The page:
How small businesses are coping with cyber threats
While incidents of cyber attacks against big firms such as KFC, The Royal Mail, and the UK police have hit the headlines, florists, charities, healthcare providers and other small businesses are no exceptions to a data breach.
In fact, in the past year, 48% of small and medium businesses suffered a cyber security incident, and 25% of SMBs experienced an attack more than once according to a new report from Sage, a firm that provides accounting, financial, HR, and payroll technology for SMBs.
While three-quarters of small to medium businesses worldwide interviewed for the report claim to regularly review their cyber security, according to Sage’s report this confidence is misplaced, as seven in ten still see threats as a major concern.
“SMBs are the ones innovating, they’re the ones providing new services, they’re the ones responding to their communities around them,” acknowledges Sage’s director of cyber security awareness and engagement, Sophie Adhami.
With smaller organisations, explains Adhami, work environments make for “a really interesting dynamic”.
In comparison to large organisations that may have entire teams and third parties dedicated to keeping the firm protected, it’s on those who may have never thought about cyber security prior to starting a business to gain the knowledge and set up their defences.
“What we’ve realised is that SMBs are facing an increased threat with lower resources to address them,” Adhami says.
Speaking at Sage’s launch of the report, deputy director of cyber resilience in the UK government’s department for digital, culture, media, and sport, Emma Green, said “This is the first year that we actually saw a decrease in the number of incidents that were being reported by businesses and charities.”
This finding, added Green, took the department by surprise. “Then we looked at it in the context of the other results from the survey,” she added, “and across the board, we saw that the small business community was deprioritising cyber as an investment activity.”
Those that were investing in cyber security, however, reported an increase in the number of incidents, so the report concluded that with SMBs, the incidents were happening it’s just that these businesses simply don’t have the systems in place to recognise when an cyber incident has occurred.
How are SMBs currently protected?
According to the report, about one in five SMBs rely solely on basic controls, about 60% of SMBs back up their data, and not all have put processes in place to manage cyber security for remote workers, with 80% of SMBs with those yet to put processes in place.
The report acknowledges that even the “basic” cyber security measures can be a complex set up, with foundational aspects of cyber security including system patching, backing up data, access controls, two-factor authentication, asset oversight, and security monitoring, which all require specialist skills to implement.
Speaking at the report’s launch, Kathryn Heath, a finance administrator for St George’s Church in Leeds said that managing cyber security “feels quite chaotic”.
Heath explained that she didn’t feel confident enough to ask informed questions about cyber security. Even now, she added, “I’m beginning to feel like I know just enough to be really concerned about something that wasn’t even on my radar.”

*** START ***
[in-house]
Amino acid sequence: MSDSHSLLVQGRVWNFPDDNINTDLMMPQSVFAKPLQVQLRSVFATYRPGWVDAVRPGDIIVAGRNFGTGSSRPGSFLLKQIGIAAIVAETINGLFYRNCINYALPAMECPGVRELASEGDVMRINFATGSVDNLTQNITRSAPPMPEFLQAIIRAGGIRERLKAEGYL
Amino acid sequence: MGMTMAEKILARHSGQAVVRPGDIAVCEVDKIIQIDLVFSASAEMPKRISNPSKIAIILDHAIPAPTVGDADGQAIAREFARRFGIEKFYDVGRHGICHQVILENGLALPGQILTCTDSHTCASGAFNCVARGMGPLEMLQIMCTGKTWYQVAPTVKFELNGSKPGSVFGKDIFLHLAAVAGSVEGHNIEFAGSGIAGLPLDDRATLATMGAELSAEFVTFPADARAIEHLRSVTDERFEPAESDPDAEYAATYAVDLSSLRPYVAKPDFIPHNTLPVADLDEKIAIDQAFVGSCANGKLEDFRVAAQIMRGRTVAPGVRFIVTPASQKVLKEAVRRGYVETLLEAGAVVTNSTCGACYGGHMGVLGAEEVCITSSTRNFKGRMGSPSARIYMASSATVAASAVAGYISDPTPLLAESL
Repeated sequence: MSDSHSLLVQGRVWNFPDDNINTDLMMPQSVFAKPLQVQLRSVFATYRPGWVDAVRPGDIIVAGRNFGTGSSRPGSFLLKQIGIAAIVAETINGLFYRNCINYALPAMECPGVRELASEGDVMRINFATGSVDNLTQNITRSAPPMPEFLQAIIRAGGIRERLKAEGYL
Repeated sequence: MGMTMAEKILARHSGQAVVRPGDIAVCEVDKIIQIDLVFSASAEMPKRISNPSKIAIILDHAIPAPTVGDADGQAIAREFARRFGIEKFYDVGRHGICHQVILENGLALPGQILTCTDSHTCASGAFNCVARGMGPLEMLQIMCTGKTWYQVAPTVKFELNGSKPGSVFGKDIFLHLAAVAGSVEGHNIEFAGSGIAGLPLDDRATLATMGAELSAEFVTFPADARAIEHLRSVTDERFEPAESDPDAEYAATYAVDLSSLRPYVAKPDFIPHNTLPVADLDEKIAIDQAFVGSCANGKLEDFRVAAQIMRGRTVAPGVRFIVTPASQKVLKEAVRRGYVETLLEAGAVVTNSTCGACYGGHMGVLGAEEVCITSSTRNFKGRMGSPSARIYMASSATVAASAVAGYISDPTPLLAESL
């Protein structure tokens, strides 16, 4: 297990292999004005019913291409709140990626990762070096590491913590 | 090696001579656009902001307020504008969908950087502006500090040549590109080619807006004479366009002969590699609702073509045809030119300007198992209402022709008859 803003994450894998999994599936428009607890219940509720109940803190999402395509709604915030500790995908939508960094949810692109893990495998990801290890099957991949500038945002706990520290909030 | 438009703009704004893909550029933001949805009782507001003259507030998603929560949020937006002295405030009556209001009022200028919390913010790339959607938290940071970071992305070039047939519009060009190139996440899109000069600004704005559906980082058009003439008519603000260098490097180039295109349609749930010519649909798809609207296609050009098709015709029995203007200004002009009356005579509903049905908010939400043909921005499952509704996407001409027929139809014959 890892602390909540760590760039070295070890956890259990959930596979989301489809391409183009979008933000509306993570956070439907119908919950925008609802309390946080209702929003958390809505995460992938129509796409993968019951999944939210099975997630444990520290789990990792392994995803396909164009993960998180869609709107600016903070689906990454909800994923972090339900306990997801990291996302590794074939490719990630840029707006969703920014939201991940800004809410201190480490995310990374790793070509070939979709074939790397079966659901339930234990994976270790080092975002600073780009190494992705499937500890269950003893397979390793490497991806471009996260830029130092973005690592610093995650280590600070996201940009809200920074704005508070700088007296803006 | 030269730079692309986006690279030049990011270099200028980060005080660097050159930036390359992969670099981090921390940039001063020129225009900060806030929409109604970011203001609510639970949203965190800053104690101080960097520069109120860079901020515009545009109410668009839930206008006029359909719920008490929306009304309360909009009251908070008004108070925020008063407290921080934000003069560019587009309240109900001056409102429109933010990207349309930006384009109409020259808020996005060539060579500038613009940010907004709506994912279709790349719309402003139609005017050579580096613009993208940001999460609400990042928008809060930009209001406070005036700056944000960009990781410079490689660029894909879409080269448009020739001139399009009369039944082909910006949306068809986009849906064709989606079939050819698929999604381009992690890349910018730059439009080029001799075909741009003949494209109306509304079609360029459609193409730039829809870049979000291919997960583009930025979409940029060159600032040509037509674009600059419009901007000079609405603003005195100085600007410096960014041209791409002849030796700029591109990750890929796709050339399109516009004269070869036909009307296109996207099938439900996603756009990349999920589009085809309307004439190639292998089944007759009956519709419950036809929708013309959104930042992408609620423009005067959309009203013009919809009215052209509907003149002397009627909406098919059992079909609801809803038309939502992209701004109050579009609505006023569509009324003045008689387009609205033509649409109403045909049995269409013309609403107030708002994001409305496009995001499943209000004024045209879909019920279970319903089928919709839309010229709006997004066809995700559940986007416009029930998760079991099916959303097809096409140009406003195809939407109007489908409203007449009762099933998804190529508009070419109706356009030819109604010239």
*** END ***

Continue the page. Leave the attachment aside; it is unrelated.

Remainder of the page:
“For instance, before talking to the person responsible for the security of our systems, I didn’t feel well informed about how complex our systems were, with the cloud, the data storage, the drives, and the bespoke software we are running.”
The findings of the report also unveiled that 46% of SMBs don’t employ firewalls, even though 84% claim familiarity with them.
Cindy Cleasby, a spokesperson from private care firm, Roche Healthcare, explained at the event that introducing such security measures meant a large investment: “To bring in certain firewalls, we’re having to re-cable the building.”
“We’ve had new servers, new computers, and new laptops, and now we’re cabling,” Cleasby said. “It’s been a big expense for our company.”
Over 40% of the respondents to Sage’s report say economic uncertainty and the current cost of living has reduced cyber security budgets, which may explain the lack of investment Green noted earlier.
To tackle this, Green says that SMBs need to “make sure that they are managing their cyber risk as a business risk.”
Green, and Adhami, stated that firms needed to start implementing cyber security awareness in their company culture as the first step towards making their firm more protected.
Currently, 15% of UK SMBs only discuss cyber security when something goes wrong.
“Creating that culture of risk awareness from the top and making sure that everybody in the organisation feels some accountability to be reporting things such as phishing emails, and anything that doesn’t look right, is a really important way of finding where the attacks are likely to happen,” Green says.
Ben Aung, chief risk officer at Sage, recommends UK businesses to sign up for ‘Early Warning’ – a free government service that helps detect hacking activity on a business system and also points out vulnerable services and programs running on a business’s assets.
Green concluded, “I think it is unrealistic to expect that all organisations are going to be able to protect themselves indefinitely.”
But her answer is: “Build your systems, isolate the problem, and make sure that you’re able to continue your business as usual, because ultimately the most important thing is resilience.”
To see what your business can do to help prevent against a cyber attack, click here
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